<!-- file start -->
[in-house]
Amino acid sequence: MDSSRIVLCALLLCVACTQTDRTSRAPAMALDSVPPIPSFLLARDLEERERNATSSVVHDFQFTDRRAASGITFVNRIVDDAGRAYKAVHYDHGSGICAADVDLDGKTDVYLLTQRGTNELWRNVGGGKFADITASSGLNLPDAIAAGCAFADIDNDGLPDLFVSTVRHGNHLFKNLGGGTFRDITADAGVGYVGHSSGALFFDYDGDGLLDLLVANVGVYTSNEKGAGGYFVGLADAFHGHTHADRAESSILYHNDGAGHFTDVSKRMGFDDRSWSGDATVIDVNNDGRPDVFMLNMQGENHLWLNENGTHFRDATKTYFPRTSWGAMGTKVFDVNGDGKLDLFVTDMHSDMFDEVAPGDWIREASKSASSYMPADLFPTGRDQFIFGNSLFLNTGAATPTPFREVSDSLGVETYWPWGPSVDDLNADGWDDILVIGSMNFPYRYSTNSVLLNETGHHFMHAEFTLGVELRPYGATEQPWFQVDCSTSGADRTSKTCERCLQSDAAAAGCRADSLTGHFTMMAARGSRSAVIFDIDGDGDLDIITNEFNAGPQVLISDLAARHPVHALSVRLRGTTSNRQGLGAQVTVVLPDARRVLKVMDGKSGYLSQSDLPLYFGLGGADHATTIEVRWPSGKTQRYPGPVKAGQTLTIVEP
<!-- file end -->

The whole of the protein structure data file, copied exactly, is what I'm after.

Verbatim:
[in-house]
Amino acid sequence: MDSSRIVLCALLLCVACTQTDRTSRAPAMALDSVPPIPSFLLARDLEERERNATSSVVHDFQFTDRRAASGITFVNRIVDDAGRAYKAVHYDHGSGICAADVDLDGKTDVYLLTQRGTNELWRNVGGGKFADITASSGLNLPDAIAAGCAFADIDNDGLPDLFVSTVRHGNHLFKNLGGGTFRDITADAGVGYVGHSSGALFFDYDGDGLLDLLVANVGVYTSNEKGAGGYFVGLADAFHGHTHADRAESSILYHNDGAGHFTDVSKRMGFDDRSWSGDATVIDVNNDGRPDVFMLNMQGENHLWLNENGTHFRDATKTYFPRTSWGAMGTKVFDVNGDGKLDLFVTDMHSDMFDEVAPGDWIREASKSASSYMPADLFPTGRDQFIFGNSLFLNTGAATPTPFREVSDSLGVETYWPWGPSVDDLNADGWDDILVIGSMNFPYRYSTNSVLLNETGHHFMHAEFTLGVELRPYGATEQPWFQVDCSTSGADRTSKTCERCLQSDAAAAGCRADSLTGHFTMMAARGSRSAVIFDIDGDGDLDIITNEFNAGPQVLISDLAARHPVHALSVRLRGTTSNRQGLGAQVTVVLPDARRVLKVMDGKSGYLSQSDLPLYFGLGGADHATTIEVRWPSGKTQRYPGPVKAGQTLTIVEP